a photograph that one has taken of oneself, typically one taken with a smartphone or webcam and
shared via social media
We see them everyday. A variety of close-ups and face-shots littering the web as social media sites like Facebook and Instagram continue to serve as a generous platform for posting "selfies." People all over the world are snapping photos of themselves, framing and filtering until they're perfect enough to share with the virtual world, but did you know that the first selfie can be traced all the way back to 1839?
It all started with photographer and chemist Robert Cornelius, who used his camera more than 175 years ago to take a photo of himself outside his family's small Philadelphia shop. Cornelius used a process known as daguerreotypy, in which an image is exposed on a piece of mirrored silver using natural light, and after several minutes was relieved to find that he had created what he notes as "the first light picture ever taken," and with it the world's first selfie.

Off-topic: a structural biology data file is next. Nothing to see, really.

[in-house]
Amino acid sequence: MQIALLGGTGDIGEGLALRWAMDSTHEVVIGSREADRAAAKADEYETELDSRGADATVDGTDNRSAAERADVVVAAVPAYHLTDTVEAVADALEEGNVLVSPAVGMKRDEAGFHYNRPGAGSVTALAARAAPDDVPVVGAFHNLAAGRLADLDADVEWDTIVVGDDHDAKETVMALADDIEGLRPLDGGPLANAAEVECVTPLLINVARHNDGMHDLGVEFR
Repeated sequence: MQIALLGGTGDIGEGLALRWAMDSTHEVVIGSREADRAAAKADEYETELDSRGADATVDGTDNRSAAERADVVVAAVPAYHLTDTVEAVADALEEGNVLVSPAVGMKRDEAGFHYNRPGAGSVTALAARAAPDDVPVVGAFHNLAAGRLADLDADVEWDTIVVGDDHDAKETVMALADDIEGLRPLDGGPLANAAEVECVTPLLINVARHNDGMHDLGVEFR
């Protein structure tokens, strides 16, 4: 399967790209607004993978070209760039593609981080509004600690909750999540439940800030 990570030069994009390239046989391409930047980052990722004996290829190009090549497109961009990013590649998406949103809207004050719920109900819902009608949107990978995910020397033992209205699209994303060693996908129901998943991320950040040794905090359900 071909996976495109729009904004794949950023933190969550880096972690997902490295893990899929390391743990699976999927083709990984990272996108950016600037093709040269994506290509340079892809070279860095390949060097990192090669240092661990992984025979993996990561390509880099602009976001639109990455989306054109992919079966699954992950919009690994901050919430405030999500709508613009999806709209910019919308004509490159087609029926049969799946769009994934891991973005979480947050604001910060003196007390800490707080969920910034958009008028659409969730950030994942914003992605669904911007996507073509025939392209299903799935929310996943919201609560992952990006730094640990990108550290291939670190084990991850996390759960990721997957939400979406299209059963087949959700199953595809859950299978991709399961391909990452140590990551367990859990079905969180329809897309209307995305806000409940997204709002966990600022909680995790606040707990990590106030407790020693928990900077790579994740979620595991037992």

Since then, the selfie has been significantly transformed, so much so that we can snap a quick picture of ourselves with our cell phone, edit the image to our liking and send it to a friend or upload it to the web- all in a matter of minutes. In fact, there are even devices that were created solely to enhance our selfie experience, like the selfie stick. Made popular by GoPro, this innovative addition to cameras and iPhones allows users to take pictures of themselves from an extended perspective, capturing even more people and/or scenery in the image. (A similar product was allegedly first patented by a man named Wane Fromm back in 2005- US patent #7,684,694 for an “Apparatus for supporting a camera and method for using the apparatus.”)
Even Apple is working to get into the selfie game with a number of patents that surfaced online Tuesday. One of the patents describes a system which would allow users to take pictures with a mounted camera controlled by a remote device, like a watch. That being said, it seems that the selfie isn't going anywhere anytime soon, and that we'll only get more creative with how we share our smiling selves with the world.